Those small metal rods are remarkably disorienting. That is likely a good thing when you are making imagery/meaning out of the National Socialist past.
My sight is first pulled to the single syringe on the top and in the middle of the image. I then notice the jumble underneath.
This image has a lot to look at. I was first drawn to the gaping whole in the ground, wondering exactly what it was that I was looking at. Next I noticed the people caught in action, working at this construction site. One can tell that it is a considerable undertaking, but it is not obvious (at least not to me) what exactly is being undertaken.
I am compelled to read the first set of words (in purple) before looking at the rest of the image. Then, I looked at the photo of the nuclear family behind the text. Finally, I read the punch line, written in red at the bottom.
My eye was immediately drawn to the the large bold letters "fuck raw." I then processed the image of the pill and the rest of the advertisement to understand that it was marketing the drug PrEP as a way of preventing the transmission of HIV. I then began to notice the context, how the add plastered onto wooden panels running along a brick wall. I can see the graffiti in the background, the trash and leaves building up in the crease between the panels and the black granite floor. You can also see the edges of other advertisements and get a sense of the series of adds lining what appears to be a sidewalk in a downtown area. It is a small-yet-complicated image with lots to explore. In the end, however, my eyes gravitated back towards the photo's powerful statement of sexual freedom.
Although the explanation centers around the inevitability of lead exposure for the man on the bicycle, I felt that the strength of this image was that the truck seemed to be coming towards me, the viewer. The direction of the oncoming truck seemed to pull me into the image, making me feel the unavoidability of toxicity. Very powerful.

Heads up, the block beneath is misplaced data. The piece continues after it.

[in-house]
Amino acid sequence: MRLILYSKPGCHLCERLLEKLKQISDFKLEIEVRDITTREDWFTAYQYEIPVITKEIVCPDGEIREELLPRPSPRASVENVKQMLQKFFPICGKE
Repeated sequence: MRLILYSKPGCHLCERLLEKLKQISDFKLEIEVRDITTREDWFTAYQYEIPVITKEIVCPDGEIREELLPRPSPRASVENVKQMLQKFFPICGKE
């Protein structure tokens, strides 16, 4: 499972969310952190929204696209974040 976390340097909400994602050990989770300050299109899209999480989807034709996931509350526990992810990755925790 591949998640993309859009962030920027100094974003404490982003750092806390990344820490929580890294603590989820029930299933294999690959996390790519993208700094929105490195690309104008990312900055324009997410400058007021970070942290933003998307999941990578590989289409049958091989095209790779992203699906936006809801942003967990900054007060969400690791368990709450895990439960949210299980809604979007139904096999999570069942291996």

My eye is first drawn to Camila's hand and follows the direction that she is pointing. In the explanation, the filmmaker explains what Camila is pointing out and the image is effective in allowing us to feel a part of the moment, the tour of toxic materials as they enter Camila's barrio. Although a still image, it is easy to feel the movement of the moment that is captured.
My first focus stayed on the rectangular box that says “baby box” -> then the above orange box and its contents-> Finally, my gaze ended up at the two banners on the right pictures. While my eyes moved around these images, I tried to digest how these visualizations captured the toxicity of Shannon’s theme. The images capture a way of contemporary Korean society dealing with illegitimate children, who are with disabilities or unwanted, through religious organizations and adoption agencies.
This is the first image in your dataset that includes human subjects. Given that your other visualizations show data sets and visualizationsn of micro subjects, how does the inclusion of human subjects - or their exclusion - challenge our definition of "ethnography?"
My eyes moved from the top down, eventually focusing on the bottom two images. It was a little more difficult to discern the purpose of the last two images, and thus, I spent more time on them.